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As pandemic protections expire, renters need new deal to stave off eviction

Some in Congress call for ‘immediate relief,’ but what form that takes remains unclear
Congress is debating a second relief package that could provide unemployment payments and renters’ protections amid the coronavirus pandemic.

Democrats and Republicans are working on a compromise to pass a second relief package for a nation still struggling with its response to the coronavirus pandemic. The relief would come none too soon, as evictions are predicted to rise considerably if renters aren’t provided with relief.

“It’s incredibly concerning times,” said Jack Regenbogen, senior attorney at the Colorado Center on Law and Policy. “I’m gravely concerned that unless there’s further policy intervention, whether it be at the federal level or state level or ideally both, that we’re going to witness unprecedented levels of eviction, displacement and homelessness.”

Republicans in the Senate led by Senate Majority Leader Mitch McConnell have struggled to come up with a package approved by Treasury Secretary Steven Mnuchin and President Donald Trump. After meetings last week, McConnell returned to the Senate with the HEALS Act, a package that would include another round of $1,200 stimulus checks to eligible adults but notably would not include a renewal of the federal eviction moratorium, which protects thousands of renters nationwide.

But the Republican plan has already been met with criticism both from outside organizations and members of the same party. Some, like Sens. Rand Paul and Ted Cruz, have criticized the plan for adding more debt to the federal deficit. But organizations like the National Low-Income Housing Coalition have said the plan falls far short of where the need is nationwide.

“Without immediate action, millions of people in America will be evicted from their homes during a pandemic,” CEO Diane Yentel said in a news release. “Senate Republican proposals would do next to nothing to avoid this predictable and preventable disaster.”


In a statement provided to The Durango Herald, Sen. Cory Gardner outlined his priorities for a coronavirus relief package.

“I have three priorities that must be accomplished in the next coronavirus response effort: Making sure that we’re stopping the spread and flattening the curve, helping Coloradans with the immediate relief that they need to get through this crisis, and getting businesses up and running again,” Gardner said. “I will continue fighting to ensure Coloradans get through this pandemic together.”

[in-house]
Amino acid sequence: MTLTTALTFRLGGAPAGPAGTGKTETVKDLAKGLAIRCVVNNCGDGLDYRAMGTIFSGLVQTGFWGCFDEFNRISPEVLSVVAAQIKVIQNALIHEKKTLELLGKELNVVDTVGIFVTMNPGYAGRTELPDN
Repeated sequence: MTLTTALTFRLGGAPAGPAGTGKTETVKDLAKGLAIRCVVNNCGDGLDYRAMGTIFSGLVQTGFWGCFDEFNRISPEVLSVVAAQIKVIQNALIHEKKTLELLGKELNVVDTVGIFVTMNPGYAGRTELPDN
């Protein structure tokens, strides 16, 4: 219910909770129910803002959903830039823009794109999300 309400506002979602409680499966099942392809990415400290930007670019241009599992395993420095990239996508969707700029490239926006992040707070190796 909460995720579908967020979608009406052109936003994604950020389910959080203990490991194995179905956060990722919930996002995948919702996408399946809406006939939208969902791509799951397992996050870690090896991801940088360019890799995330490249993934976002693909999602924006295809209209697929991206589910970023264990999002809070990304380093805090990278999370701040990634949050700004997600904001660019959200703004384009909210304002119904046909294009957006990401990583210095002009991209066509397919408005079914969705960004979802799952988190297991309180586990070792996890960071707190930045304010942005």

On Monday, Sen. Michael Bennet, D-Colo., released a statement calling the Republicans’ proposal “woefully inadequate” for the present concerns.

“Today marks exactly four months since we passed the CARES Act, the last major bipartisan legislation to address the pandemic and economic crisis,” Bennet said. “Instead of using this time to engage in bipartisan negotiations over the next package, Republicans in Congress have frittered it away with a ‘wait-and-see’ approach as the pandemic continued to rage across much of the country.”

The Democrats’ relief package, a bill called the HEROES Act that passed the House of Representatives in May, includes robust protections for those whose income or housing has been affected by the pandemic, including an extension of the $600 per week federal unemployment assistance benefits. The plan also provides for $1,200 stimulus checks, though the bill includes a provision that would remove President Trump’s name from the check.

The bill also includes an extension of the federal eviction moratorium for an additional 12 months and requires landlords to give a 30-day notice of evictions after the moratorium expires.

A spokesperson for Rep. Scott Tipton, R-Colo., did not respond to requests for comment. Tipton voted against the HEROES Act in the House.

A wave of evictions

An analysis of renter households nationwide by consultant firm Stuart Risius Ross found that as many as 36% of such households in Colorado are in danger of rent payment shortfalls or eviction. Nationally, the number is even higher, at 43%.

Regenbogen, who specializes in landlord-tenant law, said that number is “heartbreaking,” and cautions that it is unlikely to improve anytime soon.

“There are so many families that I know of personally that they can’t go back to work either, because of the health risk or their children are at home participating in school remotely and they can’t afford child care and they need to be home with their children,” Regenbogen said.

While the Republicans’ plan does budget for $3.3 billion in rental assistance funding, the figure is well below the $100 billion the National Low Income Housing Coalition is calling for.

Regenbogen said more assistance in all forms, from federal unemployment benefits to enhanced renter protections at the state level, are needed to prevent a “catastrophic” wave of evictions by late August.

“That’s a breathtaking number of Coloradans we’re talking about (who face eviction),” Regenbogen said. “I think it’s very real, and I just don’t think the leadership at our highest levels from the governor’s office down really appreciates what type of economic risk our families, our neighbors are facing.”

Jacob Wallace is an intern for The Durango Herald and The Journal in Cortez and a student at American University in Washington, D.C.

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